As previously noted, Goldberg started his first Bearhawk with the idea that he would manufacture quick-build kits so others could save time in completing their aircraft. He understood a few key points before launching his project. First, good tooling makes parts repetitive and interchangeable. With regards to welding, a stable fixture ensures an accurately manufactured frame—the component on which all other parts rely. Each Bearhawk frame is MIG-weld tacked, then inspected for gaps per specification. Final welds are done using oxygen acetylene (gas), a method preferred by Bob as historical, still flying airframes were done this way. Thinner material, such as on tail surfaces, is TIG welded. More on this and other manufacturing techniques can be learned in a YouTube video titled, ‘Bearhawk Factory – How We Make the Kits.’
Other things learned in the presentations and videos about the Bearhawk that contribute to its popularity include airfoil shaped tail surfaces adding 20-percent performance increases with their greater surface area on horizontal and vertical stabilizers. The larger 4-Place and Model 5 Bearhawks approach at between 55–70 mph with their large 9’-2” long flaps. Touchdown is 40 mph in ground effect, equating to 43–44 mph stall in air. The 2,000-lb gross Patrol is so stable that reaching aft CG (center of gravity) condition is nearly impossible. Empty, it weights 1,100–1,230 lb. The Patrol touches down at 35 mph, cruises at 150–155 mph with a constant speed propeller, and at 140–145 mph with fixed pitch. Compared to a 90-mph Super Cub, however, the Patrol will get in and out of all the same places. Finally, check out how loading and hauling is accomplished with a Bearhawk. The YouTube video ‘Bearhawk – the pickup truck’ is a 30-seconds time-lapse showing the transfer of a loaded 4-Place Bearhawk to the bed of a pickup truck.
All Bearhawk models appeal to backcountry and cross-country flyers alike, and can perform a variety of flying activities. The 4-Place Bearhawk fills a utility and transport role extremely well with its large cabin. The Bearhawk Patrol is a tandem two-place version that excels at accessing remote airstrips. The Bearhawk Companion is a side-by-side 2-place model with superior strength and payload capability. The Bearhawk LSA is a lightweight design that meets U.S. Sport Pilot requirements. The new Model 5 seats six and is powered by up to 315-hp engines. Each aircraft excels at stable slow flight and attains higher than expected cruise speeds. Bearhawk Aircraft manufactures high quality quick-build kits for all models.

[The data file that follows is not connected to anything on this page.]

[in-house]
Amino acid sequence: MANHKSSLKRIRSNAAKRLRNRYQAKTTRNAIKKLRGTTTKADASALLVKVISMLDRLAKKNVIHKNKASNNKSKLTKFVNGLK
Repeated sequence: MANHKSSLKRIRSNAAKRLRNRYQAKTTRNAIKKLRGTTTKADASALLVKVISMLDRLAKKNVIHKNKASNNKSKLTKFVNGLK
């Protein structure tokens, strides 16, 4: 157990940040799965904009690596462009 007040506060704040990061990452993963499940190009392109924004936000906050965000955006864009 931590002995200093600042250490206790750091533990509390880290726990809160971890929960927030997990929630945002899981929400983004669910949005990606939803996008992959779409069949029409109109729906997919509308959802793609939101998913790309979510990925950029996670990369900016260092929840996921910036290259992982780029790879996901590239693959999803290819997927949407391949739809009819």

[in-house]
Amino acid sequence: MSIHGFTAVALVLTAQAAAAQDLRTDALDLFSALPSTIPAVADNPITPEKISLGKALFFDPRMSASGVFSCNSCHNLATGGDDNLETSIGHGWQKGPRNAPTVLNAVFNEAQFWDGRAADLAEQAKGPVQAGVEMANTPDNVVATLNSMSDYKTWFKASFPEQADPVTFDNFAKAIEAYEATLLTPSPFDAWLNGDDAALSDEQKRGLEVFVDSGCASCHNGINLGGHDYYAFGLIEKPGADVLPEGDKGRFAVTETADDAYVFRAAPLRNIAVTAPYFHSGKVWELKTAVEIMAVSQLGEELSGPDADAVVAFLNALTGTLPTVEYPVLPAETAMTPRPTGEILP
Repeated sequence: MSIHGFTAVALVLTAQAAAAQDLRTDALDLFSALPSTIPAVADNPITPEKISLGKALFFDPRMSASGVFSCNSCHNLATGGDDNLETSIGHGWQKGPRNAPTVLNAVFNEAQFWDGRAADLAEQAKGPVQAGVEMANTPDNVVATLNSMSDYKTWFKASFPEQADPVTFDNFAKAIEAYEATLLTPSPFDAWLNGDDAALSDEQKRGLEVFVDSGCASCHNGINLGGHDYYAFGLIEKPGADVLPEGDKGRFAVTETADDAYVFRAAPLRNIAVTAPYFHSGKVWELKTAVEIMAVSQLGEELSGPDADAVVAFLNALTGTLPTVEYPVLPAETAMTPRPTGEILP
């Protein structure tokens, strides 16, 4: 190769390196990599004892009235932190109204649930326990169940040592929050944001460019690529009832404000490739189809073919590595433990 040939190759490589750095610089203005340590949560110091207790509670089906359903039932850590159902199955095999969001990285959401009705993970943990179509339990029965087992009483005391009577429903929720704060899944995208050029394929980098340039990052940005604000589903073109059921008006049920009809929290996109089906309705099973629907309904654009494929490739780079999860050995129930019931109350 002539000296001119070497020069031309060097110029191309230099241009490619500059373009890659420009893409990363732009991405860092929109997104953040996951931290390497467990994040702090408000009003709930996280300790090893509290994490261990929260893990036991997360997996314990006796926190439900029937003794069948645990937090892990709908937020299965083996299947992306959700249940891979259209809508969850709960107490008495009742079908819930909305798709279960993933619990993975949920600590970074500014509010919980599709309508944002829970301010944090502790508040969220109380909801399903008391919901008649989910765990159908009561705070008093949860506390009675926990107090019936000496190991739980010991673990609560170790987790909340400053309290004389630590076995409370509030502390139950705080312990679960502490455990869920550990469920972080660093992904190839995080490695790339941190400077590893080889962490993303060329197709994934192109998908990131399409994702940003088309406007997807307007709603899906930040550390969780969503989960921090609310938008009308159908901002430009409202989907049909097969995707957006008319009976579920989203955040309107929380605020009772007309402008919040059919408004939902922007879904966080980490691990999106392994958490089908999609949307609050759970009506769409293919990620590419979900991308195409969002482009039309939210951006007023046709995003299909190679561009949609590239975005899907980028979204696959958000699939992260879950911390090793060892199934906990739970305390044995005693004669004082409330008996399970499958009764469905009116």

For more information on Bearhawk Aircraft, visit www.bearhawkaircraft.com, or contact Bearhawk at email@example.com or 1-877-528-4776.
– Bearhawk –
Complete listing of videos and links mentioned above:
Homebuilts in Review, a live presentation hosted by Joe Waltz of 500AGL, https://youtu.be/hmOAEQkyZlw
EAA Webinar – Bearhawk Aircraft, presented September 8, 2021, https://www.eaa.org/videos/6271502678001
Sport Aviation magazine, October 1995, Flight Report: The Barrows Bearhawk, Utility in a Home-Rolled Package by Budd Davisson, 1995_10_08_Sport Aviation.pdf
Bearhawk – Bob Barrows’ Approach to Airplane Design, https://www.youtube.com/watch?v=k4wid84CGZk
A Walk Around the New Bearhawk Five with Builder Collin Campbell, https://www.youtube.com/watch?v=k29_JrCACpY&t=1204s
Bearhawk Factory – How We Make the Kits, https://www.youtube.com/watch?v=V2oe2ZF61t8
Bearhawk – the pickup truck, https://www.youtube.com/watch?v=6rgnbjviNhg
Please click on YouTube’s thumbs up and share buttons and comment as appropriate. The Bearhawk community is grateful to all who participate.
Bearhawk – Beyond compare in Strength, Performance, & Safety
For the third year in a row, Bearhawk pilot Jonathan Battson won the annual Healthy Bastards Bush Pilot Champs STOL (Short Take Off and Landing) competition. The event is held in Blenheim, New Zealand, home to the Omaka Aviation Heritage Centre — a “living” museum commemorating the two World Wars. The main objective in the STOL component of the competition is to get airborne in the shortest distance, and then touch down safely bringing the aircraft to a stop also in the shortest distance. Battson took top spot in the Heavy Touring Category (>2,550 lb) in his Bearhawk 4-Place aircraft. As has become customary for Battson in the Bearhawk, his winning score was by a wide margin. Battson completed the trifecta of wins in 2019, 2020 and 2021.
Whether flying for sport and recreation, to make the best use of one’s time, or out of basic necessity, there is no equal to the Bearhawk. A triphibious Bearhawk with its array of landing options, carrying capacity and superior strength is prepared, all around, to ensure each challenge is met with reliability and strength. The combination of wheel, ski and float options on the Bearhawk, along with three successive competition victories, exemplify trifectas of achievement—that involving three successful outcomes.
Bearhawk aircraft are available in kit or plan form. Models range from 2-, 4- and 6-Place configurations. All Bearhawk aircraft excel at accessing remote airstrips and are renown for their rugged construction and carrying capacity. Avipro/ Bearhawk Aircraft manufactures high quality Quick Build kits for the Bearhawk 4-Place Model B, Bearhawk Patrol, Bearhawk Companion, and Bearhawk LSA, and Bearhawk Model 5.